Executive Chef Simon Dolinky
Famed for his fun-loving New American menu and near-obsession with local ingredients, the well-traveled and highly regarded Simon Dolinky has made Saltbox and San Diego home.
Dolinky's journey started with childhood trips to the Madison, Wisconsin farmers' market, where the dedication to fresh produce struck a very young nerve. His career started in Milwaukee under the tutelage of James Beard Award-winning chef Sanford D'Amato, followed by immersive culinary experiences in Madrid and New Orleans. When it was time to chart a new course, Dolinky set his sites on Southern California specifically for the organic small farm movement that was thriving here.
Ask to name his favorite local ingredients, Dolinky enthuses about the Santa Barbara deepwater Spot Prawns, So Cal's all-natural beef, local artisan olive oils and California's already famous avocadoes. He doesn't trust labels and has a habit of visiting his suppliers in person.
The local atmosphere also influences his menu. "The Gaslamp neighborhood is rambunctious and outgoing," says Dolinky. "The food has to stand up to that. So I tend to like big, loud flavors."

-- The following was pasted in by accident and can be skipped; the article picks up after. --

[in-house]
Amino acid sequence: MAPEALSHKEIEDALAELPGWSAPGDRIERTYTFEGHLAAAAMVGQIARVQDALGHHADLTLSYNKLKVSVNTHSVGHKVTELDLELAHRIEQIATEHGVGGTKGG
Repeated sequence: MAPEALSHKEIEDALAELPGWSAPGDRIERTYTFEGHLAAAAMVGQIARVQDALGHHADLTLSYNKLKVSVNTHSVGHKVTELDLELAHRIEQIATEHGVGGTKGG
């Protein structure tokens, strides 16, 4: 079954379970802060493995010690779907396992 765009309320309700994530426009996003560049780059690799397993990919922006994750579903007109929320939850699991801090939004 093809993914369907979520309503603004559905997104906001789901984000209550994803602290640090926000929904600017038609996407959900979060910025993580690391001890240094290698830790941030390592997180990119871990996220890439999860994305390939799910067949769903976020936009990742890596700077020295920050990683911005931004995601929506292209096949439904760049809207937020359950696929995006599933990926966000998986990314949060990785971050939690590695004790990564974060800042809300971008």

San Diego has already made Simon's Beef Cheek Tacos and Lobster Corn Dogs local favorites. And he's just getting started. To see what other New American foods Chef Dolinky is cooking up, check out the menu.
What's "Behind the Apron" with Chef Simon:
What does infusion mean to you?
It’s a culinary alchemistic word that literally means “to pour over.” Yet it carries into our emotion and lives in more than just food. You can infuse energy and hope and desire into people. Cooking wise, it’s a way to preserve things … a way to add flavor.
What kinds of things do you infuse?
Oil. It’s easy and you can easily capture seasonal flavors. Also, vanilla beans. You infuse that flavor into cream and fat into ice cream. Braising is a form of infusing, too. We do a nice slow-cooked short rib.
What’s important in order to create an infusion right?
You have to consider the ratios. By that I mean infuse the right amount of an ingredient into the right amount of a liquid. In the case of herbs, for example, it’s about making sure you have enough flavor in the oil to make it distinct. Timing is also crucial: If it doesn’t go long enough there’s not enough pop. If it goes for too long, then the flavor is too much.
How do you think up what things or flavors to infuse?
Necessity is always the mother of invention. I find a lot of things by accident or by need … to preserve something or to keep it. I also look at natural existing flavor combinations, like orange and star anise, and start at things from their roots and work from there. It’s one of those great revelations that you have as a cook when you finally say, “I’ve figured out how to do this.”
What, if any, special tools do you use or need to infuse?
All you really need is the ability to heat something up in a container. And in some cases, you don’t even need that. Remember, the word means “to pour over,” so you need a container, a vessel for pouring that particular flavor or alcohol, and some kind of fat or oil to infuse something into.